Sen. Brophy’s Aide Gets Press For “Student Obama Debate Challenge”

From ABC News’ Political Punch blog:

After a weekend of relatively tame town halls President Obama found one vocal skeptic in a college student who challenged the President to an Oxford debate over the public option at his Grand Junction, Colo., town hall this evening.

Zach Lahn, a 23-year-old student at the University of Colorado got the President’s attention after shouting out during the Q and A a few times. [Pols emphasis] The President finally called on him during the end of the town hall.

“I just want proof here that I’m happy to get a good debate going,” the President said, knowing that he could be wading into harsher waters than he is used to.

“I’d love to have a debate, just all out, anytime, Oxford-style, if you’d like,” Lahn said to President Obama and then proceeded on with his question. “How in the world can a private corporation providing insurance compete with an entity that does not have to worry about making a profit, does not have to pay local property taxes — they do not have to — they’re not subject to local regulations? How can a company compete with that?”

Lahn said he didn’t want any generalities, or philosophical arguments from the President as a response…

“It’s good to see a young person who’s very engaged and confident challenging the President to a Oxford-style debate, I think this is good,” he said. “You know, this is good. You know, I like that. You got to have a little chutzpah, you know.”

It also takes some “chutzpah” to fail to disclose to either the President or to reporters interviewing you afterward that you’re a staffer for one of the hardest-right Republicans in the Colorado Senate, Sen. Greg “Obama’s Gonna Take Yer Guns” Brophy, wouldn’t you say? It’s not like that should have disqualified him from asking the question–much like the infamous Brooks Brothers riot of Florida 2000 legend, though, it would have helped explain why he was so, um, “passionate.”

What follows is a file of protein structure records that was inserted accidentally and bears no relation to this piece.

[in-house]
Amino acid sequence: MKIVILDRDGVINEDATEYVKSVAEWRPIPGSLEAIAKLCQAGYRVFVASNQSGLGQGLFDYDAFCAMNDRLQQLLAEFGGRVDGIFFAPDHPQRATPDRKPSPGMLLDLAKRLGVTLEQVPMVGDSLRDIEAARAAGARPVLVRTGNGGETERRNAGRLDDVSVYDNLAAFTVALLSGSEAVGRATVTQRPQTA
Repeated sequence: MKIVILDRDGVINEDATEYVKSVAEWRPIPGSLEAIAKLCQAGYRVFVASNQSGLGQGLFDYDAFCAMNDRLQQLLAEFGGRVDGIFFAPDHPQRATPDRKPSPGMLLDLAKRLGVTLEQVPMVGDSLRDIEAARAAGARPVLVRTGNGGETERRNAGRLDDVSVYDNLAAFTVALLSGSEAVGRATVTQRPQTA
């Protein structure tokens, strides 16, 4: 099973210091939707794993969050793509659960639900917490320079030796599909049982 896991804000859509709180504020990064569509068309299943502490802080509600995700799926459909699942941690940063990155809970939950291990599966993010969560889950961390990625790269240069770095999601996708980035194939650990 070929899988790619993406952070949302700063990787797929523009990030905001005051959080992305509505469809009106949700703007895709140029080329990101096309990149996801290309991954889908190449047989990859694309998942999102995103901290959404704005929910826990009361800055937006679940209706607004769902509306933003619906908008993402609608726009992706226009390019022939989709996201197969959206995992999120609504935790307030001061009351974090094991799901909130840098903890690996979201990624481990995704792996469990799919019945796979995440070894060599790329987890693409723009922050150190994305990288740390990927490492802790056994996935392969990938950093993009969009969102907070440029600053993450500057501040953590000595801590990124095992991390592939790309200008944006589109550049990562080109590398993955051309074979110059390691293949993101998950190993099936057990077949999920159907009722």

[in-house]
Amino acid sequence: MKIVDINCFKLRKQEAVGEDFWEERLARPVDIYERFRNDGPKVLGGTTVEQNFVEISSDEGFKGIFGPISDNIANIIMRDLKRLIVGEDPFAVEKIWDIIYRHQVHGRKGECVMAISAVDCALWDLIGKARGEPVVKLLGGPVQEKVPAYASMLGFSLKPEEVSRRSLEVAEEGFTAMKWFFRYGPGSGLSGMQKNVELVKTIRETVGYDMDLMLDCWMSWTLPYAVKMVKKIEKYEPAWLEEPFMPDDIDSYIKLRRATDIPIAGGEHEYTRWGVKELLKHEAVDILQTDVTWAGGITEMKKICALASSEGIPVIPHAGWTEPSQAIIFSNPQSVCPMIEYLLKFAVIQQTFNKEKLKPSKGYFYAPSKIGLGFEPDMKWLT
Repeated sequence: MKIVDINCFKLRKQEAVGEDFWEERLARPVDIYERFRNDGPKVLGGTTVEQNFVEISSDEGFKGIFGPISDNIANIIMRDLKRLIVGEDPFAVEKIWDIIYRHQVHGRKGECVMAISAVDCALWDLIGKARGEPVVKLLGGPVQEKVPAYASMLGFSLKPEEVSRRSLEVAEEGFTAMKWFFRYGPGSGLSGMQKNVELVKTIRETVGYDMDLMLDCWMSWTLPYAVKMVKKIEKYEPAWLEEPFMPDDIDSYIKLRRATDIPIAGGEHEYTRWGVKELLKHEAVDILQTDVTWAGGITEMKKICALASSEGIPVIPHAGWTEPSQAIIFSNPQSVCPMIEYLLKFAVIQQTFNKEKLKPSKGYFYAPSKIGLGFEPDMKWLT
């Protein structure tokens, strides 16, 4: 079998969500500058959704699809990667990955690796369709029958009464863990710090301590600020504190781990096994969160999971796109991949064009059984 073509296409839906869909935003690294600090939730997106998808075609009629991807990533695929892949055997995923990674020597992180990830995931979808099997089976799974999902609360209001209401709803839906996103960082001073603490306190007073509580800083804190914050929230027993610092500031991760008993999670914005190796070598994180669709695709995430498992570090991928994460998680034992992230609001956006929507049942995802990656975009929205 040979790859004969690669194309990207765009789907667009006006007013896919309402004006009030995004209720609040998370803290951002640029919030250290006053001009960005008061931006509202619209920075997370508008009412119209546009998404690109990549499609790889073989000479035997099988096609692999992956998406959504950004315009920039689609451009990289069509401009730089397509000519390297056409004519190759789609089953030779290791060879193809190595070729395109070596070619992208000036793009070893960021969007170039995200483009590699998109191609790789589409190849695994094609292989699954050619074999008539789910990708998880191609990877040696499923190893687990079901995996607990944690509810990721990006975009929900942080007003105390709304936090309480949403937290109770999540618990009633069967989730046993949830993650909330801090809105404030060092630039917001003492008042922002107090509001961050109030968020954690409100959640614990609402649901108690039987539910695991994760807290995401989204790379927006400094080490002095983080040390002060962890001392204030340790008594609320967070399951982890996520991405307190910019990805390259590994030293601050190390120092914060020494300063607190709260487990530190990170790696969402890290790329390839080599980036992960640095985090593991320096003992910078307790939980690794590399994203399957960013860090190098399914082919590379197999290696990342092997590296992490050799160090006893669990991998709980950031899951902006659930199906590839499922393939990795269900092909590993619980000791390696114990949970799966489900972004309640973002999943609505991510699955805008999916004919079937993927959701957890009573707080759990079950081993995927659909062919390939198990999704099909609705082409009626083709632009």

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  1. Yokel says:

    “How in the world can a private corporation providing insurance compete with an entity that does not have to worry about making a profit, does not have to pay local property taxes — they do not have to — they’re not subject to local regulations? How can a company compete with that?”

    It is a fair question, is it not?

    • harrydoby says:

      The whole point is that insurance companies have become vast, unresponsive, overpriced near-monopolies.  

      Neither their suppliers — hospitals and doctors, nor their customers — the insured, are very happy with their products and services at the moment.

      As the insurance giants can set prices and limit supply at will to sustain their profitability, they have no incentive to lower overhead, cut red tape or improve their service.

      It’s time they joined the rest of American business and realize that they need to work harder, better, faster too, if they expect to maintain market share.

      • Yokel says:

        Insurance companies suck.  But if you think putting something as responsive as the DMV and as interested in your well-being as the IRS in charge instead, I’m afraid you’re making things worse, rather than better.  

        If you think insurance companies are so inherently inefficient and screw so many people over, why don’t you start your own?  Surely there’s a market for an insurance company that doesn’t suck.

        Also, for your reply below, you’ll note that the universities in question are run by states, not the feds.  Honestly, I’d trust the state to handle this much more effectively and efficiently than the feds.  

        And if a particular state fails, people move.  See: Michigan’s economy.